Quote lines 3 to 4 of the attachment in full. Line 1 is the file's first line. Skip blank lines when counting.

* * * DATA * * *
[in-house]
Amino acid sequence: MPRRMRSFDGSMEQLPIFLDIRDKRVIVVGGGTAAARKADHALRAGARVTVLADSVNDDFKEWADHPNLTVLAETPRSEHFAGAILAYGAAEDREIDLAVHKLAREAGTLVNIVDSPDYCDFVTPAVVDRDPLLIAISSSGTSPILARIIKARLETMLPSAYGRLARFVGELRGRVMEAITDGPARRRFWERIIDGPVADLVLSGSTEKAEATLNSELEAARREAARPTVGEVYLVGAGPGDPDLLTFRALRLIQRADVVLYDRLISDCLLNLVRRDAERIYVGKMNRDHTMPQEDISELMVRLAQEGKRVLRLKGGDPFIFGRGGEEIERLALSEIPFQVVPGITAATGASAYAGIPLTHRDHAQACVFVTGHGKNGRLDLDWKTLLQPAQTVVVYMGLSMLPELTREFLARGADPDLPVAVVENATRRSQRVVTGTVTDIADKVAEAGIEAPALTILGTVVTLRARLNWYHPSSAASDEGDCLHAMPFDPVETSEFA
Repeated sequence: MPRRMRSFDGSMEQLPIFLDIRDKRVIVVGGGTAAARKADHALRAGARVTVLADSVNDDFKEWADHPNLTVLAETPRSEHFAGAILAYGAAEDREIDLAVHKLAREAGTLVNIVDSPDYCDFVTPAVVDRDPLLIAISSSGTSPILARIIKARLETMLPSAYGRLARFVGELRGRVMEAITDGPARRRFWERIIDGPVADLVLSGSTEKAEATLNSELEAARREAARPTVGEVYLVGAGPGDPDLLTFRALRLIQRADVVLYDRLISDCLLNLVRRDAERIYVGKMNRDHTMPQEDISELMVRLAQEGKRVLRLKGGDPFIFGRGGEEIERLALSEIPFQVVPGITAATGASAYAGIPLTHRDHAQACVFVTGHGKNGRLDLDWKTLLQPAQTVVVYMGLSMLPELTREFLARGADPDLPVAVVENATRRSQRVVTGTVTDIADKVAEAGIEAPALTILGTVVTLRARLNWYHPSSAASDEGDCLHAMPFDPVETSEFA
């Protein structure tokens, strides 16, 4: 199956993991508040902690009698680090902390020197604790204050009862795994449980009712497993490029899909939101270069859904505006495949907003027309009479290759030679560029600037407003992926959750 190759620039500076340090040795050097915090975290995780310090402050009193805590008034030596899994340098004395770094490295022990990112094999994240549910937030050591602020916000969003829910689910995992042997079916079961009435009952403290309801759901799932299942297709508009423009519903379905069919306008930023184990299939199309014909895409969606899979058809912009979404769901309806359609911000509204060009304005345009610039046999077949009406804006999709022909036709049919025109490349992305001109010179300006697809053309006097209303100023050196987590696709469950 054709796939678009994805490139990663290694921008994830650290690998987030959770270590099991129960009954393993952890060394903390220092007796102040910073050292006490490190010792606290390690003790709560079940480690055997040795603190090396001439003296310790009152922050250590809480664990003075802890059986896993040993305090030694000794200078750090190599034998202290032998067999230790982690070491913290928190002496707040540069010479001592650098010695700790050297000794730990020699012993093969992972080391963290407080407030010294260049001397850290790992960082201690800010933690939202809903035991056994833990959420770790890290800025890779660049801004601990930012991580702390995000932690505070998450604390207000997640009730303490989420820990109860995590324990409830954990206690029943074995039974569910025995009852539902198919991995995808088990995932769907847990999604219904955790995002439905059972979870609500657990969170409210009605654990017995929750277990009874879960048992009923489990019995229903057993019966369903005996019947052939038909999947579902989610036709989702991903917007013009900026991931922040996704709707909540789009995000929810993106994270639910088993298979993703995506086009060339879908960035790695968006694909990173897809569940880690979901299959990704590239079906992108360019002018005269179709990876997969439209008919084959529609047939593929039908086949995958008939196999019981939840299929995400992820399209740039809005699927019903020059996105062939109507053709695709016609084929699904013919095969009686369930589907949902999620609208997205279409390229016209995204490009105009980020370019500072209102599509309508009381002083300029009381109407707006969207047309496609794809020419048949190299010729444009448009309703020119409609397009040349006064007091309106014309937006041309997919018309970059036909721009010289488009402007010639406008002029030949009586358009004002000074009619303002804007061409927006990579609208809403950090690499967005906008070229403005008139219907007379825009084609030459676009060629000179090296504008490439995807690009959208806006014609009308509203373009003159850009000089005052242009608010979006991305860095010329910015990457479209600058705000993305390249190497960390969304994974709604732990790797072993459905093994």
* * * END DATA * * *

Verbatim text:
Repeated sequence: MPRRMRSFDGSMEQLPIFLDIRDKRVIVVGGGTAAARKADHALRAGARVTVLADSVNDDFKEWADHPNLTVLAETPRSEHFAGAILAYGAAEDREIDLAVHKLAREAGTLVNIVDSPDYCDFVTPAVVDRDPLLIAISSSGTSPILARIIKARLETMLPSAYGRLARFVGELRGRVMEAITDGPARRRFWERIIDGPVADLVLSGSTEKAEATLNSELEAARREAARPTVGEVYLVGAGPGDPDLLTFRALRLIQRADVVLYDRLISDCLLNLVRRDAERIYVGKMNRDHTMPQEDISELMVRLAQEGKRVLRLKGGDPFIFGRGGEEIERLALSEIPFQVVPGITAATGASAYAGIPLTHRDHAQACVFVTGHGKNGRLDLDWKTLLQPAQTVVVYMGLSMLPELTREFLARGADPDLPVAVVENATRRSQRVVTGTVTDIADKVAEAGIEAPALTILGTVVTLRARLNWYHPSSAASDEGDCLHAMPFDPVETSEFA
């Protein structure tokens, strides 16, 4: 199956993991508040902690009698680090902390020197604790204050009862795994449980009712497993490029899909939101270069859904505006495949907003027309009479290759030679560029600037407003992926959750 190759620039500076340090040795050097915090975290995780310090402050009193805590008034030596899994340098004395770094490295022990990112094999994240549910937030050591602020916000969003829910689910995992042997079916079961009435009952403290309801759901799932299942297709508009423009519903379905069919306008930023184990299939199309014909895409969606899979058809912009979404769901309806359609911000509204060009304005345009610039046999077949009406804006999709022909036709049919025109490349992305001109010179300006697809053309006097209303100023050196987590696709469950 054709796939678009994805490139990663290694921008994830650290690998987030959770270590099991129960009954393993952890060394903390220092007796102040910073050292006490490190010792606290390690003790709560079940480690055997040795603190090396001439003296310790009152922050250590809480664990003075802890059986896993040993305090030694000794200078750090190599034998202290032998067999230790982690070491913290928190002496707040540069010479001592650098010695700790050297000794730990020699012993093969992972080391963290407080407030010294260049001397850290790992960082201690800010933690939202809903035991056994833990959420770790890290800025890779660049801004601990930012991580702390995000932690505070998450604390207000997640009730303490989420820990109860995590324990409830954990206690029943074995039974569910025995009852539902198919991995995808088990995932769907847990999604219904955790995002439905059972979870609500657990969170409210009605654990017995929750277990009874879960048992009923489990019995229903057993019966369903005996019947052939038909999947579902989610036709989702991903917007013009900026991931922040996704709707909540789009995000929810993106994270639910088993298979993703995506086009060339879908960035790695968006694909990173897809569940880690979901299959990704590239079906992108360019002018005269179709990876997969439209008919084959529609047939593929039908086949995958008939196999019981939840299929995400992820399209740039809005699927019903020059996105062939109507053709695709016609084929699904013919095969009686369930589907949902999620609208997205279409390229016209995204490009105009980020370019500072209102599509309508009381002083300029009381109407707006969207047309496609794809020419048949190299010729444009448009309703020119409609397009040349006064007091309106014309937006041309997919018309970059036909721009010289488009402007010639406008002029030949009586358009004002000074009619303002804007061409927006990579609208809403950090690499967005906008070229403005008139219907007379825009084609030459676009060629000179090296504008490439995807690009959208806006014609009308509203373009003159850009000089005052242009608010979006991305860095010329910015990457479209600058705000993305390249190497960390969304994974709604732990790797072993459905093994």